on a claimant’s assertions of disabling pain.”).
Second, the ALJ observed that at the time of the second administrative hearing, Plaintiff
was not taking any medications which likewise suggest that her symptoms are not as severe as
alleged. [Tr. 28]. Moreover, the ALJ found that when Plaintiff did receive treatment, she was
noncompliant with treatment recommendations in that she continued to smoke against medical
advice and demonstrated “drug seeking behavior” that resulted in multiple medical providers
discharging Plaintiff from their care. [Id.]. Treatment records document instances in which
Plaintiff failed urinary drug screens, was short on pill counts, and was taking narcotic pain
medication from other people, causing her primary care provider as well as at least three pain
clinics to discharge Plaintiff from their care. [Tr. 687, 707, 716, 723, 778, 788, 820]. Courts have
routinely upheld “[a] claimant’s misuse of medications [as] a valid factor in an ALJ’s credibility
determinations.” Anderson v. Barnhart, 344 F.3d 809, 815 (8th Cir. 2003); see Massey v. Comm’r
Soc. Sec. Admin, 400 F. App’x 192, 194 (9th Cir. 2010) (“[T]he ALJ’s interpretation that [the
claimant] is engaged in drug-seeking behavior is a clear and convincing reason for disregarding
his testimony”); Poppa v. Astrue, 569 F.3d 1167, 1172 (10th Cir. 2009) (“[T]there is sufficient
evidence in the record to support the ALJ’s determination that [the claimant’s] credibility about
her pain and limitations was compromised by her drug-seeking behavior.”); Simila v. Astrue, 573
F.3d 503, 519–20 (7th Cir. 2009) (claimant’s drug-seeking behavior was appropriate grounds to
Finally, the ALJ gave great weight to the opinion of Stephen K. Goewey, M.D., who
conducted a one-time consultative examination on July 7, 2014, and concluded that Plaintiff did
not have any functional limitations. [Tr. 848-56]. An ALJ may rely on the opinion of a state
agency medical consultant as to the nature and severity of the claimant’s impairment. 20 C.F.R.
In sum, the Court finds the symptoms and examination findings cited by Plaintiff do not
outweigh the ALJ’s reliance on other substantial evidence in the record in concluding that
Plaintiff’s impairments do not create more than a minimal effect of her ability to perform basic
work activities. See Longworth v. Comm’r Soc. Sec. Admin., 402 F.3d 591, 595 (6th Cir. 2005)
(“If substantial evidence supports the Commissioner’s decision, this Court will defer to that finding
‘even if there is substantial evidence in the record that would have supported an opposite
conclusion.’”) (quoting Warner v. Comm’r of Soc. Sec., 375 F.3d 387, 390 (6th Cir. 2004)).
Finally, Plaintiff argues that the ALJ’s step two finding is flawed because the ALJ’s
decision to give more weight to the opinion of Dr. Goewey than the opinions of consultative
examiner Kenton Goh, M.D., and physical therapist Travis Loveday, is not supported by
substantial evidence. [Doc. 15 at 12-14].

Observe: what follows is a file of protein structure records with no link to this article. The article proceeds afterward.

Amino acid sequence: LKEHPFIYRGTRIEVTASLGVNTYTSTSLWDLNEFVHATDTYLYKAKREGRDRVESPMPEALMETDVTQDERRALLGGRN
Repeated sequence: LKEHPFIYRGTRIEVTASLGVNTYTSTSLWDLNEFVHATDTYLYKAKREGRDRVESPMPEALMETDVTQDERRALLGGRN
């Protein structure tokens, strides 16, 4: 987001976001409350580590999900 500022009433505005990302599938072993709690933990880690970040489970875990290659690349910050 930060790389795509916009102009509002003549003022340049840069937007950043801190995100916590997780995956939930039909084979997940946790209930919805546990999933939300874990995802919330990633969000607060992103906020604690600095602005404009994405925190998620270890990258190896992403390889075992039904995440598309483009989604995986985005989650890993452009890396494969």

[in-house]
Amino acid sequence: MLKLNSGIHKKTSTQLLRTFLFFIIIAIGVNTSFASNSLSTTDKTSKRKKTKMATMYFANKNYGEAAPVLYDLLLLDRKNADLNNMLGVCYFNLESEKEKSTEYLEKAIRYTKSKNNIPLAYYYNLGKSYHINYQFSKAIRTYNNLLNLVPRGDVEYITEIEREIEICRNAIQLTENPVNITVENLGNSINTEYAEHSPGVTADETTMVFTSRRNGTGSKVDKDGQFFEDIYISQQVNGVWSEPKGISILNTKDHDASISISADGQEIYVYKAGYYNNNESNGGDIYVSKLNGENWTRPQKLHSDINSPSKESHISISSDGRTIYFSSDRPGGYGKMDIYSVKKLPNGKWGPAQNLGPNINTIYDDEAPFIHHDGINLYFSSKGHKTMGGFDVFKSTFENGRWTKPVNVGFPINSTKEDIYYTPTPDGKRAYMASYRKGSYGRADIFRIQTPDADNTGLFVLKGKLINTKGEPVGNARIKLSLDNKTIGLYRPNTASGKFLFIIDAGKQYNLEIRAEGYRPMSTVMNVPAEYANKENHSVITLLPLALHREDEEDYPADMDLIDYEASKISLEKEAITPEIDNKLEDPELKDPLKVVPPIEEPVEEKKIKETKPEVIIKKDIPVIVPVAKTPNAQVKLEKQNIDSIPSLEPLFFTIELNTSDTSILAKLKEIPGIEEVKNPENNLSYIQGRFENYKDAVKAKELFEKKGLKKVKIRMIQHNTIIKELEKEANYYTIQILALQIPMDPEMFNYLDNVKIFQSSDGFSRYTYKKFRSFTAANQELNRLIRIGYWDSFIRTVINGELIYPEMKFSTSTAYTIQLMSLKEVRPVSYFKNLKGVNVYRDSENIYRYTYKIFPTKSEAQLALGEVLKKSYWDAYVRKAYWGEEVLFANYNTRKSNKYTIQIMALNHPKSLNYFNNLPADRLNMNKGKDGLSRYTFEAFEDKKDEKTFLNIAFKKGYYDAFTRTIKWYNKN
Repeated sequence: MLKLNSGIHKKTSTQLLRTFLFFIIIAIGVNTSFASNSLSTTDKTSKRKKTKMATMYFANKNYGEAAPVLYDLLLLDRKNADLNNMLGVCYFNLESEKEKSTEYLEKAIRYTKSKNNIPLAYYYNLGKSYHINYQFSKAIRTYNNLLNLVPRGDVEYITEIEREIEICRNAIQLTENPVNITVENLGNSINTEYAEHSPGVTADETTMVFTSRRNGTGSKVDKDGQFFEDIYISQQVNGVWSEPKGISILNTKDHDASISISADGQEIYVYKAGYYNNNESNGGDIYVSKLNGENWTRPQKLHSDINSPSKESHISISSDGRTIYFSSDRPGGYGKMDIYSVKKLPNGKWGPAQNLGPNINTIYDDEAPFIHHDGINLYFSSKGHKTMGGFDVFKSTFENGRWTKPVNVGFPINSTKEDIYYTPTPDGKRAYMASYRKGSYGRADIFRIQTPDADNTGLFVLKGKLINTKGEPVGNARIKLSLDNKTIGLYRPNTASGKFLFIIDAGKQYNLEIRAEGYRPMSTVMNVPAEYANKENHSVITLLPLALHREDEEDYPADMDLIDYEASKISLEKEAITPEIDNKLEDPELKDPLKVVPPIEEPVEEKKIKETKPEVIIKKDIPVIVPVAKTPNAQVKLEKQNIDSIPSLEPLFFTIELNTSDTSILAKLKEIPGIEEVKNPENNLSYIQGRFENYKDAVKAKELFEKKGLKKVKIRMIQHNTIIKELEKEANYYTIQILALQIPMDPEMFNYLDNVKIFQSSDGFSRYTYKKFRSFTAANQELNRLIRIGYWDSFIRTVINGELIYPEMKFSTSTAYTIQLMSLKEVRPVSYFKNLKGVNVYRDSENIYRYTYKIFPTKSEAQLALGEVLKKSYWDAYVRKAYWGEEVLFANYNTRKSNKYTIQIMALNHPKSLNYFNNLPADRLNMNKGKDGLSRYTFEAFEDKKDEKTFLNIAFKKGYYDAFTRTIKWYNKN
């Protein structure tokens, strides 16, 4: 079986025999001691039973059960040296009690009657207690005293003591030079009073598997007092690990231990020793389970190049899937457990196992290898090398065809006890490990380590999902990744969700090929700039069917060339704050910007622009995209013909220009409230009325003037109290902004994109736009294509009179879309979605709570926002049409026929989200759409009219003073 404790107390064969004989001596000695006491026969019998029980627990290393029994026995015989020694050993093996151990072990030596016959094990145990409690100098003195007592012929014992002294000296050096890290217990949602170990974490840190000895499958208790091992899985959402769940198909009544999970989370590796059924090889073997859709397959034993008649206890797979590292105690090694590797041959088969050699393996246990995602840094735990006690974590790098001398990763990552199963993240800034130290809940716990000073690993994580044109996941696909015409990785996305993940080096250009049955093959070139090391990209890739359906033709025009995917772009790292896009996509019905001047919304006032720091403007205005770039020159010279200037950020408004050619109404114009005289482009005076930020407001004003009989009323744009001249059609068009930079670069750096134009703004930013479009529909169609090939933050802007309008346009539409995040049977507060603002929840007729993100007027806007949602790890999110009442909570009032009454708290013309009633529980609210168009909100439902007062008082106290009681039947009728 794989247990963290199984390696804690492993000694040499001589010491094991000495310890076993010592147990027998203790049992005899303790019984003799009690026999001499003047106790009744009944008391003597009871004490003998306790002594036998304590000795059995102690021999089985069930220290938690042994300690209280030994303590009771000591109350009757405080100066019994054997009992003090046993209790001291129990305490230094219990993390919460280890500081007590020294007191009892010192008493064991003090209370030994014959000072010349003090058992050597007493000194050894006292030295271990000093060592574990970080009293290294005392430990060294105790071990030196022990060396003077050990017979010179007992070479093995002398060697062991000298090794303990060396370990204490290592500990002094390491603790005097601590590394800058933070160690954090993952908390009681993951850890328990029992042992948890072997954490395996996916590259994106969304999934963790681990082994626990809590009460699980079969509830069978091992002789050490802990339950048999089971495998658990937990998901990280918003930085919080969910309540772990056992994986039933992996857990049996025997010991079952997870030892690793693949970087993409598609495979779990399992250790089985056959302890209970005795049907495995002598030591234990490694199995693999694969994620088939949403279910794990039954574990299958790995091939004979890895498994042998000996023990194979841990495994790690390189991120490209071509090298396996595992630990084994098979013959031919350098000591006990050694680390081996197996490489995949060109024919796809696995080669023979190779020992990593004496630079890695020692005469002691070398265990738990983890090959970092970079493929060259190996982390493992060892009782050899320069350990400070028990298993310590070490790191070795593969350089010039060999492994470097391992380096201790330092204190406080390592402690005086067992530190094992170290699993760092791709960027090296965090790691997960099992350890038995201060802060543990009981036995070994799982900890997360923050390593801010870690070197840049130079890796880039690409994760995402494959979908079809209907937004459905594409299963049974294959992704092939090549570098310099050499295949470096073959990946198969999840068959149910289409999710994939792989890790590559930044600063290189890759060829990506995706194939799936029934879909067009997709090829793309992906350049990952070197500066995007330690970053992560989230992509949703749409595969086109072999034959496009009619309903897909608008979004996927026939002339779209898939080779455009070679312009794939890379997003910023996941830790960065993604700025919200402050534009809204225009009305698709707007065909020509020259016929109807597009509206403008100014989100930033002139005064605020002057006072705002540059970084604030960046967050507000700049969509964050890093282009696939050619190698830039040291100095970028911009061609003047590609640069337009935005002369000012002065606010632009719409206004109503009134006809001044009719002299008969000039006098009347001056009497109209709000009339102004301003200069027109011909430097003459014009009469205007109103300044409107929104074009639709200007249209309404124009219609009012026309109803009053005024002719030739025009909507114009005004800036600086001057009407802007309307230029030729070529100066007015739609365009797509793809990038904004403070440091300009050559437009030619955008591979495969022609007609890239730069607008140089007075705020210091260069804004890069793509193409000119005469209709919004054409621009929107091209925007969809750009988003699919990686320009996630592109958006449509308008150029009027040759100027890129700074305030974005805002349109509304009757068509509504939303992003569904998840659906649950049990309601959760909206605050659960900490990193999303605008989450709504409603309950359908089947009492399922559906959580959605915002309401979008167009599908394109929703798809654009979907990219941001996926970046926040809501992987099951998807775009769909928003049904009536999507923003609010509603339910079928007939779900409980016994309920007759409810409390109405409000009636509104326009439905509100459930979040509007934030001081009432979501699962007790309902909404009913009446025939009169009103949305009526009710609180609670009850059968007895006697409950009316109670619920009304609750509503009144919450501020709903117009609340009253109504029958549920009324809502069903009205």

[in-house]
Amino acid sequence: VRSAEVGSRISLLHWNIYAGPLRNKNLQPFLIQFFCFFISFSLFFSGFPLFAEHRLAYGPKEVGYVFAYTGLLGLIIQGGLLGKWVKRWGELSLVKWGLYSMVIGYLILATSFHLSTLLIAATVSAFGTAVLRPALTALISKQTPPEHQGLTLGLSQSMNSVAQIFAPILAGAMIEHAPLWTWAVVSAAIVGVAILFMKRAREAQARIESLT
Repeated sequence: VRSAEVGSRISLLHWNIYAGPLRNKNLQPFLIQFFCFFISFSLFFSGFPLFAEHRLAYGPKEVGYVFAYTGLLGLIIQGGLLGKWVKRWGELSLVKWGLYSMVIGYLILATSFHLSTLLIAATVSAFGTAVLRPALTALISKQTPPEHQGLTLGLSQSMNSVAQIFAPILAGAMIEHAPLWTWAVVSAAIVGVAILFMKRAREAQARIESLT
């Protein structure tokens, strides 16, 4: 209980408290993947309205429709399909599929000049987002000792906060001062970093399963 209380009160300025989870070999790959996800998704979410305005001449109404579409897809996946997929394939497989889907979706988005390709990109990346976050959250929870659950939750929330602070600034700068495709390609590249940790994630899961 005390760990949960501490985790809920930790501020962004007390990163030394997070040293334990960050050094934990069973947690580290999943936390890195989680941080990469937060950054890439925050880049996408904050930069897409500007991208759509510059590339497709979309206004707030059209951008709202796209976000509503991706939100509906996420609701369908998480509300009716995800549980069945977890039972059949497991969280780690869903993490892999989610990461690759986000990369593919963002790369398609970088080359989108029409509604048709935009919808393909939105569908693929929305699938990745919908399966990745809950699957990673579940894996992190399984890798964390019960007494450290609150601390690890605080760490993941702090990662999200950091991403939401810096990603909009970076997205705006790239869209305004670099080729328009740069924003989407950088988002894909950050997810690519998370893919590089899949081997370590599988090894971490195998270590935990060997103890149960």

As noted above, Dr. Goewey performed a consultative examination on July 7, 2014, which
took place after the Appeals Council remanded the case back to the ALJ. Among Dr. Goewey’s
findings, Plaintiff exhibited normal range of motion in all extremities, normal muscle strength,
normal gait, station, and tandem walk, negative straight leg raise testing, and only some tenderness
of the left lumbar paraspinous and bilateral knee but without swelling, skin changes, or bony
deformities. [Tr. 849-50]. Dr. Goewey assessed “alleged degenerative bone disease with limited
features of disease present on today’s evaluation.” [Tr. 850]. He opined that Plaintiff did not have
any functional limitations but could perform all ranges of exertional work activities. [Tr. 851-55].
In the disability determination, the ALJ concluded that Dr. Goewey’s opinion was well-supported
by his examination findings, most of which were benign. [Tr. 29].
Dr. Goh also performed a one-time consultative examination on May 17, 2011, and
completed a medical source statement. [Tr. 733-42]. On examination, Plaintiff exhibited moderate
tenderness of the thoracic and lumber regions, a limping gait characterized with discomfort and
moderate balance difficulties, and positive straight leg raises that produced pain at 25 degrees. [Tr.
735]. Dr. Goh assessed degenerative bone disease and opined that Plaintiff had the following
functional limitations: she could sit for eight hours, stand for six hours, and walk for four hours;
she could lift and carry up to 20 pounds occasionally; and she could perform postural activities
occasionally except she could frequently climb stairs or ramps, but never ladders or scaffolds, and
she could not balance or be exposed to unprotected heights. [Tr. 738-79]. The ALJ assigned little
weight to Dr. Goh’s opinion, observing that the opinion was inconsistent with Dr. Goh’s own
objective findings which showed minor physical limitations, it was inconsistent with the
longitudinal medical evidence of record, and it was inconsistent with Mr. Goewey’s more recent
examination of Plaintiff. [Tr. 29].
Mr. Loveday performed his examination on October 14, 2014, and also completed a
medical source statement. [Tr. 857-61]. Mr. Loveday found that Plaintiff exhibited loss of lumbar
spine flexion and extension and suffered from back pain, hip pain, and foot pain, but it was